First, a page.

Amazon India launched the “Aur Dikhao” campaign recently. This is what the pagination text looks like on the site now.
A simple and beautiful way to embed your branding in the product.
Gardening and cooking are good hobbies to kill loneliness. But how do you practice it? Where and how do you start?
Springfinity is a startup that helps you create a garden by delivering sapling, supplements and tools.
This reminds me of digital creation products like BitStrip, WordPress, an Eclipse like IDE for softwares, or even Photoshop.
The feeling of creating something is very powerful for humans. Very few other actions can give you that feeling. It helps you survive alone. Programmers can go days without meeting people for this one reason. Creating something is itself a validation enough to not need the need of social validation.
A product that helps its users create something plays on a powerful emotion. If you are building such a product, one thing to note is that, there is a fine line between helping-me-do-it vs. doing-it-for-me. The difference between stencils and drawing guide. A heat-and-eat idli pack is not the same as idli batter. The output should be a little uncertain and there should be room for personal creativity.
The other thing to worry about is not become a commodity product. How do you avoid getting beaten by local grocery store selling pre-bundled recipe centric packs who is better than you at logistics? Create a community. Online and Offline. Killing loneliness is your ultimate product, right?
Aggregators for local services are growing in India. The services catered by these startups are highly fragmented, have low ticket size and low frequency of usage. Individually these services may not be big enough to justify making a Internet business around it, unlike Cars or Restaurants, but collectively this makes for a sticky use case. Until now consumers in this segment were completely dependent on referrals and with very few choices.
Here’s the list of startups aggregating local services:
Aditya Rao (BITS Pilani)
Funding from Sidharth Rao, Haresh Chawla, Sachin Bhatia
Present in Mumbai.
WhatsApp Support. PlayStore Presence
No funding disclosed.
Present in Mumbai.
Play Store and App Store presence.
SP Jain + Ohio University team. Grey hair team, like most of GrowthStory’s other ventures.
Funding from K Ganesh and Meena Ganesh’s GrowthStory. Matrix Partners has invested recently.
Present in Bangalore and Ahmedabad.
WhatsApp Support. PlayStore Presence.
IIT D + DCE team.
$300K funding from Manish Vij and Anupam Mittal.
Present in Gurgaon.
WhatsApp Support. Play Store and App Store presence.
IIT B + KGP Team
Funding from Zishaan Hayath, Sahil Barua, Abhishek Goyal
Present in Bangalore
Play Store Presence.
IIT B + IIM A team.
Funding from IndiaQuotient
Present in Mumbai
Phone Support. Play Store Presence.
IIT K + UC Berkerly team.
Mobile browser support only.
The challenge here is not in connecting the consumer and service provider but making sure that the transaction is smooth. Review/Ratings is needed but the logistics/workflow is equally important.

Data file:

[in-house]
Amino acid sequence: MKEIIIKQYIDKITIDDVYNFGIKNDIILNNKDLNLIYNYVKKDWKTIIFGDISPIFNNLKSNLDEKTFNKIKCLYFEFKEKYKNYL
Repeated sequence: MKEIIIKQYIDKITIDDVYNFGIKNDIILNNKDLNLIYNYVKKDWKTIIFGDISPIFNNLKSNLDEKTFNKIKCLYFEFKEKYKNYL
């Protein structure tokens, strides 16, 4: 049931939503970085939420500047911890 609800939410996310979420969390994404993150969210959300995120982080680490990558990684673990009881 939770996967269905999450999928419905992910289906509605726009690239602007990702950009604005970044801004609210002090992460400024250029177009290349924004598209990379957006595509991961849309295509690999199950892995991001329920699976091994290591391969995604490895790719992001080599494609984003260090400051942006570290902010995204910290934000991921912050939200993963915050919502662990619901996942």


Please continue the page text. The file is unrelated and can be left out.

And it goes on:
The below post is edited from an answer given to ET for this story.
The rise of Mobile is a big shift in the way Internet is used, thereby influencing commerce over the Internet. In developed economies it is the desktop based users who have started spending a significant amount of time on mobile. For India specifically, mobile is bringing in lot of first time Internet users.
Given that Google Search is not the default starting point on mobile, there is a void waiting to be filled as the platform of the mobile internet. No, Android/iOS is not it. There are 3 services that I believe can be the platform of the mobile internet viz. maps, payments and delivery. Before looking into each of them, the hypothesis here is that the Internet of mobile is no longer about serving information but it is about enabling actions. So what happens to information related stuff? They will move to a Chat like app with a command prompt like interface. It is already happening with Wechat, Line etc. Search would be easier over chat with results showing bite-size info in cards, the blue-link click is only required to dive deeper. Why chat and not current Google search? Because the current Google search is a state-less communication. Two consecutive searches do not relate to each other. The command prompt type interface serving bite-size info will need to be state aware, just like human communication.
The 3 platforms:
In the long term, Maps are going to be default page for most of our local needs, like movies, cabs, handyman or anything related to offline commerce. Different reports suggest that about 40-50% of all mobile search is local. Instead of a page with blue links, maps will become our search engine on mobile. China is already seeing this change with Baidu Maps driving all-things-local. Google Maps also recently integrated Uber to show estimated pickup time if you have uber installed (http://blog.uber.com/
Users currently find it easier to search for “Zomato Pizza Hut” on Google and then go to Zomato’s Pizza Hut page, as compared to first going to Zomato.com, and then searching for “Pizza Hut”. In the same way, people will not look for a cab on a map inside Ola or Uber’s app, instead Ola and Uber’s cabs will be visible together on a single instance of Google Map.